Just who is Joe Berrios?
He’s the head of the Cook County Democratic Party.
He’s a Springfield lobbyist, a friend and political ally of House Speaker Mike Madigan.
He’s a proud family patriarch with a history of putting family members on the county payroll.
And he’s the person who has the most say on whether your property tax bills will go up or down.
His office assesses the value of all Cook County properties for taxation purposes.
Two former employees of Berrios, John Racasi, and Thomas Hawkins, who are now in federal prison, told an undercover federal informant that Berrios was in cahoots with them in the bribery scheme when Berrios was a commissioner on the Board of Review.
According to the recording obtained by Illinois News Network and also reported in the Chicago Tribune, Hawkins said to the informant “This is the move…Joe’s gonna run for assessor…he’s gonna win. And then he’s gonna appoint his top deputy for commissioner. So now Joe’s gonna get paid double. He’s gonna get paid for raising taxes and lowering (them).”
Berrios has not been charged with any wrongdoing.
“These were two desperate kids trying to make themselves sound important,” Berrios said in an email interview with Illinois News Network. “The Assessor had nothing to do with and new [sic] nothing about their schemes. In fact, both the prosecution and defense attorneys went out of their way to say I was not a part of the corruption case. “
Hawkins, 49, and Racasi, 52, were convicted of accepting a $1,500 bribe from the informant.
Corruption is hardly new in the office that has been plagued by wrongdoing since at least the 1950s.
However, Berrios has managed to raise the ire of the Cook County Independent Inspector General’s Office and the Cook County Ethics Board.
When the Inspector General’s Office attempted to subpoena documents concerning allegations that an employee in his office took multiple personal homeowner exemptions against state law, Berrios refused to honor the subpoena saying he isn’t under the inspector general’s jurisdiction.
Berrios has had three relatives on his payroll: his sister Carmen Berrios, his son Joseph E. “Joey” Berrios and his daughter Vanessa Berrios.
The Cook County Ethics Board recommended he fire the relatives on his payroll and pay $10,000 in fines. The county ethics ordinance says you can’t put family members on your payroll.
Berrios said he isn’t under the board’s jurisdiction either and has ignored their requests.
The assessor told INN that he has not violated any nepotism rules, but said he cannot comment further because the case is pending.
“I believe the ethics issues is about to end up in court and our case is already in court,” said Cook
County Inspector General Patrick M. Blanchard. “Berrios contends he is not subject to the authority of the IG because he is a separate agency. We disagree and a court case on this matter is ongoing.”
But one thing is certain, Cook County taxpayers are financially responsible for the decisions made by the assessor’s office.
The Cook County Board settled an employment discrimination lawsuit for $550,000. The settlement stems from Berrios firing numerous employees upon being elected assessor and hiring relatives and others to replace them.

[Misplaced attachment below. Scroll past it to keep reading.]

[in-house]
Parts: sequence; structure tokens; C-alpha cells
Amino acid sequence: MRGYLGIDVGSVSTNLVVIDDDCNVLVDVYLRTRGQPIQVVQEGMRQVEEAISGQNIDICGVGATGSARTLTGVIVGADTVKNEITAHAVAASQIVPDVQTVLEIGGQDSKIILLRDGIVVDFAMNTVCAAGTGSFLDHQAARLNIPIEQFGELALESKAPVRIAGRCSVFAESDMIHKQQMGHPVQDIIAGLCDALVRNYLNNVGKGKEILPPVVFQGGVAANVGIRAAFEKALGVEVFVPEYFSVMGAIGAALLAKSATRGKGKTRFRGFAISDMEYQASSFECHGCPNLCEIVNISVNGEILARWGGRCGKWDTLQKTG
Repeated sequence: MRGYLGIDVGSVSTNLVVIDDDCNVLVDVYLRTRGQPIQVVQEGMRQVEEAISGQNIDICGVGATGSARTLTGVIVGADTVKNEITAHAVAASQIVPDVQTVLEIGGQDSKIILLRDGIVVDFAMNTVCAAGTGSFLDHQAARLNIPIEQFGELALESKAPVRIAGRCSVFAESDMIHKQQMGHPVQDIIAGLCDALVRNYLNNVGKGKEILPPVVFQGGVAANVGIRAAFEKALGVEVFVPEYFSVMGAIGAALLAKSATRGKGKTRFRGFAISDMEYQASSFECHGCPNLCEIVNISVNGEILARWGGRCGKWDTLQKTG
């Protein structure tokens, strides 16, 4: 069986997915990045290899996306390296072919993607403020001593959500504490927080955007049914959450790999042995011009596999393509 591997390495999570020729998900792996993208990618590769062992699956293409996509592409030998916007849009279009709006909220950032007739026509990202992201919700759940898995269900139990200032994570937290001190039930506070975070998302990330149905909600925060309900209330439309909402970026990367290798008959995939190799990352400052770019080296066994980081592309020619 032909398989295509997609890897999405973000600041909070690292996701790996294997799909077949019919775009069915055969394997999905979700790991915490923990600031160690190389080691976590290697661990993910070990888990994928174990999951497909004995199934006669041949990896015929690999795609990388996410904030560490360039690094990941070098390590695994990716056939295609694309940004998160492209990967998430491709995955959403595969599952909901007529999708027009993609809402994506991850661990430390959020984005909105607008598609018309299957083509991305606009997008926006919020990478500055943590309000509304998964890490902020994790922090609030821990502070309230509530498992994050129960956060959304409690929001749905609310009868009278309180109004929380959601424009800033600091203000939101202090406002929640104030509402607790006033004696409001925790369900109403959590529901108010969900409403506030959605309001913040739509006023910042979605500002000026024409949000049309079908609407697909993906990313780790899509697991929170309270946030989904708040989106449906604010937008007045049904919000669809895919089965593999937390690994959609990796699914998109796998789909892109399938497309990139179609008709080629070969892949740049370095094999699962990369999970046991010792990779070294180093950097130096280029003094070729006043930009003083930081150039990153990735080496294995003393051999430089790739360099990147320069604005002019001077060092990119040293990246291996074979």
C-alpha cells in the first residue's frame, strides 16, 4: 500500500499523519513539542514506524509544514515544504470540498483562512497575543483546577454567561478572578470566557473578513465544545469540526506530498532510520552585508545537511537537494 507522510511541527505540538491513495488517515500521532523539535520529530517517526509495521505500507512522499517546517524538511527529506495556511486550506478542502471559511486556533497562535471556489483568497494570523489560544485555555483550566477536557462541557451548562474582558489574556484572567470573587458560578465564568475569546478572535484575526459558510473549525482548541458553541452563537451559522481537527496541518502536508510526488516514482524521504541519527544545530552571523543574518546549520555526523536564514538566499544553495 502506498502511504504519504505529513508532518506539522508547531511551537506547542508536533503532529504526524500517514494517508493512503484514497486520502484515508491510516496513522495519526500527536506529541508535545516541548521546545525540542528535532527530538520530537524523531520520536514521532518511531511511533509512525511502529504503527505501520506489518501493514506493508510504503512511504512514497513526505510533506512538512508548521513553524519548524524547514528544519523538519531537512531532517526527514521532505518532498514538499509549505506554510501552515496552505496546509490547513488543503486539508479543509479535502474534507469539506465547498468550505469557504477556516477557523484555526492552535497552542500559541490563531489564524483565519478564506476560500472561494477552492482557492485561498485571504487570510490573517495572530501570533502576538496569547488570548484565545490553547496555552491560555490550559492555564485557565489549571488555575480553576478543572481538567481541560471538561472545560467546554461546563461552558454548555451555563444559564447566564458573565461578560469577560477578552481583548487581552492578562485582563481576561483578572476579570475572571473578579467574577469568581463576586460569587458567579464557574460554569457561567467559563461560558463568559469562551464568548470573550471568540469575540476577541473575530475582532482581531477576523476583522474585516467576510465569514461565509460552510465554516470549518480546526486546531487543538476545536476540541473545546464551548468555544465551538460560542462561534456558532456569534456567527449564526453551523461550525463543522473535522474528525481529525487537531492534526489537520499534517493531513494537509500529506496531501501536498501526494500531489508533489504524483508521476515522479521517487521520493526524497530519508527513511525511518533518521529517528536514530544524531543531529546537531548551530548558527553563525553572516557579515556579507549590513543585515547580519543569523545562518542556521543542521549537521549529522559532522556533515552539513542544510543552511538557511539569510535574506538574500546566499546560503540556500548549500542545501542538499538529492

In regards to the settlement Berrios told INN, “The Assessor voluntarily participated in the … program. He had no say in how that money was dispersed. There was no appeal process. The Cook County Board had no choice but to make the payments. The Assessor agreed to participate and cooperate with the court, so that is exactly what he is doing.”
Political Science Professor Dick Simpson of the University of Illinois at Chicago said while many of the problems within the Cook County property tax system are clearly identifiable, others are more nuanced.
“The assessor’s office has long been a bastion of political patronage,” he said. “We know that there have been plenty of scandals in that office and people have been convicted of taking bribes. What many have wondered but don’t know is whether taxpayers or law firms that have made donations to assessor campaigns have received special treatment. “
The assessor post pays $125,000 per year and Berrios has spent more than $200,000 of his own personal money as well $2.8 million in campaign dollars in his races for assessor and the Cook County Board of Review.
“It’s a fairly common situation, many times people pay a lot to run for state legislature, which doesn’t pay a lot, or for many other offices,” said Simpson. “The assumption is that they are going to do well in their overall career if it’s not a direct situation they will make off of bribes.”
In addition to his job as assessor, Berrios also operates an insurance agency and a lobbying firm.
Simpson noted that at the same time House Speaker Mike Madigan’s law firm has been arguing for assessment reductions in Berrios’ offices, Berrios has been in Springfield lobbying Madigan on legislation being pushed by his clients.
But Berrios told INN he has lobbied for things in Springfield that benefit Cook County taxpayers.
“The Assessor saw an issue with people getting tax exemptions they weren’t entitled to, so the Assessor spent years in Springfield fighting for legislation to allow him to go after property tax cheats. Now his office is bringing back millions of dollars to the county through his erroneous exemption program,” he said.